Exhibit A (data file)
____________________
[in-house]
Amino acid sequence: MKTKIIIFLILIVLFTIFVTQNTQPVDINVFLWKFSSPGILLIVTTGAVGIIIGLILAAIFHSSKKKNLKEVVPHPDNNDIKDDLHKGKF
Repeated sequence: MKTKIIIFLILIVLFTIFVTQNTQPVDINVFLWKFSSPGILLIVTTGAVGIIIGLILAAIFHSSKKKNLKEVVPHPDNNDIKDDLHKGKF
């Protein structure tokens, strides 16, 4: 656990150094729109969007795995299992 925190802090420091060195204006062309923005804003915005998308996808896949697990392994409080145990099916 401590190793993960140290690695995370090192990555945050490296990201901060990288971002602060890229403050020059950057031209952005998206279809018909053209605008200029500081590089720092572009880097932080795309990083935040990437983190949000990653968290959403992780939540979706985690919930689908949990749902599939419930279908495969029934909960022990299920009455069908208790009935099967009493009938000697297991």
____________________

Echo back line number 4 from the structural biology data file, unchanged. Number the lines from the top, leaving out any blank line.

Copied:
């Protein structure tokens, strides 16, 4: 656990150094729109969007795995299992 925190802090420091060195204006062309923005804003915005998308996808896949697990392994409080145990099916 401590190793993960140290690695995370090192990555945050490296990201901060990288971002602060890229403050020059950057031209952005998206279809018909053209605008200029500081590089720092572009880097932080795309990083935040990437983190949000990653968290959403992780939540979706985690919930689908949990749902599939419930279908495969029934909960022990299920009455069908208790009935099967009493009938000697297991």